Population Of North Dakota In 2016

North Dakota, the 39th state of the United States, it was added to the union on November 2, 1889.

The state it is located in the Upper Midwestern region of the United States, bordered by the Canadian provinces of Saskatchewan and Manitoba to the north, the states of Minnesota to the east, South Dakota to the south, and Montana to the west. The capital is Bismarck and the largest city is Fargo. North Dakota is the 4th least populous and the 4th least densely populated of the 50 States of the US.

The state has seen the Great Recession of the early 21st century with a boom in natural resources, particularly a boom in oil extraction from the Bakken formation, which lies beneath the northwestern part of the state. The development has driven strong job and population growth.

Population Of North Dakota In 2016


Going to the discussion about Population, in the year 2011 the population was 685,242, 2012 – 701,705, 2013 – 723,857, 2014 – 739,482. Taking a look at the information of population of North Dakota in the most recent four years from 2011-2014, the Population of North Dakota have expanded by 54,240. Thus, the present year populace ought to be around 753,042 and the anticipated population of North Dakota of the year 2016 ought to be 766602.

Immigration from outside the country resulted in a net increase of 3,323 people and migration inside the country produced a net loss of 21,110 people. Out of the residents of North Dakota, 69.8% were born in North Dakota, 27.2% were born in a different state, 0.6% were born in Puerto Rico, U.S. Island areas, or born abroad to American parent(s), and 2.4% were born in another country. The age and gender distributions approximate the national average. The state population has a lesser percentage of minorities than in the country as a whole.

As of the year 2011, 20.7% of state’s population was younger than age 1. The center of population of North Dakota is located in Wells County, near Sykeston.

Throughout the second half of the nineteenth century and into the twentieth century, the state along with most of the mid-west experienced a mass arrival of newcomers both from the eastern United States and new arrivals from parts of Europe. The state was a popular destination for immigrant farmers and general laborers and their families, mostly from Norway, Sweden, Germany and the United Kingdom. Much of this settlement gravitated throughout the western side of the Red River Valley, as was similarly seen in South Dakota and in a parallel manner in Minnesota.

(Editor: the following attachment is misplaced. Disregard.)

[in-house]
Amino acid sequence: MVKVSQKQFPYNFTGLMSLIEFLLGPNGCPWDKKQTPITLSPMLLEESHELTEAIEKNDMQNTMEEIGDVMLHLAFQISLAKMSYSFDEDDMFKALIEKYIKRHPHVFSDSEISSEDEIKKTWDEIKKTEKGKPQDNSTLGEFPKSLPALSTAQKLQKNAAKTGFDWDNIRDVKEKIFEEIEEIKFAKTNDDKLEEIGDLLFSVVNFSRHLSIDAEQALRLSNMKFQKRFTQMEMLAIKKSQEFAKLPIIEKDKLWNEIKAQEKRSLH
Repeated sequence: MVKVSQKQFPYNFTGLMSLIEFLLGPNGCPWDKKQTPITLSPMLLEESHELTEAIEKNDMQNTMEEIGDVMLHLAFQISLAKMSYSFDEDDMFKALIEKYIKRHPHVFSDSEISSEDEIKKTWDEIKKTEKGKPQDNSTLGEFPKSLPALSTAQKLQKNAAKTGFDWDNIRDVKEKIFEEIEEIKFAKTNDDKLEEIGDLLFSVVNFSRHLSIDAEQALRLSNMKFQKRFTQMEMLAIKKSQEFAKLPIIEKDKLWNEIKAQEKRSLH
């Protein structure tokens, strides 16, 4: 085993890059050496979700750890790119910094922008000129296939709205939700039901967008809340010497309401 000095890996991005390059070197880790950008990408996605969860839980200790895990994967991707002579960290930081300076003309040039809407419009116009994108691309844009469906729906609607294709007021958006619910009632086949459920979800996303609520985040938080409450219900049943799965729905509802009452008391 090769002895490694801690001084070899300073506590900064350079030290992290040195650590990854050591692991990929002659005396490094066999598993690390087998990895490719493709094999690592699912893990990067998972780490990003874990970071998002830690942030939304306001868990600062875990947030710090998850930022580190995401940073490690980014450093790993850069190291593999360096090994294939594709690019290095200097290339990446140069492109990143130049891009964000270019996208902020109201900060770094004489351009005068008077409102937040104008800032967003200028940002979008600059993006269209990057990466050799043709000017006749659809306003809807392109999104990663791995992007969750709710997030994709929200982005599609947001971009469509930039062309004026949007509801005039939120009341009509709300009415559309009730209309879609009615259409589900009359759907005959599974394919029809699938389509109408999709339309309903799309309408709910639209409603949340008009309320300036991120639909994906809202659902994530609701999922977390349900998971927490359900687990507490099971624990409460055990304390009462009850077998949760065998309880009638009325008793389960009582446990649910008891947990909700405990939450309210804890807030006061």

The US Census Bureau predicts that the population of North Dakota was 739,482 on July 1, 2014, a 9.95% increase since the year 2010 Census. That Makes North Dakota, the U.S. state with the largest percentage in population growth since 2011.

From lesser than 2,000 people in 1870, the state’s population grew to near 680,000 by 1930. Growth then slowed and the population has continuously fluctuated slightly over the past decades, hitting a low of 617,761 in the 1970 census, with a total of 642,200 in the year 2000 census. The US Census Bureau, as of July 1, 2008, predicted North Dakota’s population at 641,481, which shows a decrease of 714, or 0.1%, since the last census in the year 2000. It includes a natural increase since the last census of 20,460 people (67,788 births minus 47,328 deaths) and a decrease because of net migration of 17,787 people out of the state.


10.5 per square mile is the population density of North Dakota.

The state has an estimated population in 2013 of 714,551, up slightly from 672,000 in 2010. As of now the growth rate is an astounding 1.99%, which ranks 2nd in the nation.

The history of North Dakota’s population has an interesting story and goes back to 1870. The numbers here totaled a mere 2,405. An explosion in numbers followed and ten years later, the census of 1880 displayed an increase of over one thousand per cent had taken the figure to 36,909.

That sort of population spike couldn’t be sustained, even in a place as vast and empty as North Dakota but later healthy increases followed over the course of the next 40 years and in the year 1920, figures were precisely confirmed at 646,872.


  1. The town of Rugby is the geographical center of North America. A rock obelisk about 15 feet tall and flanked by poles flying the United States and Canadian flags marks the location.
  2. The state passed a bill in 1987 making English the official state language.
  3. Geologically, Hillsboro is located in a large, flat, and ancient dried lake bottom.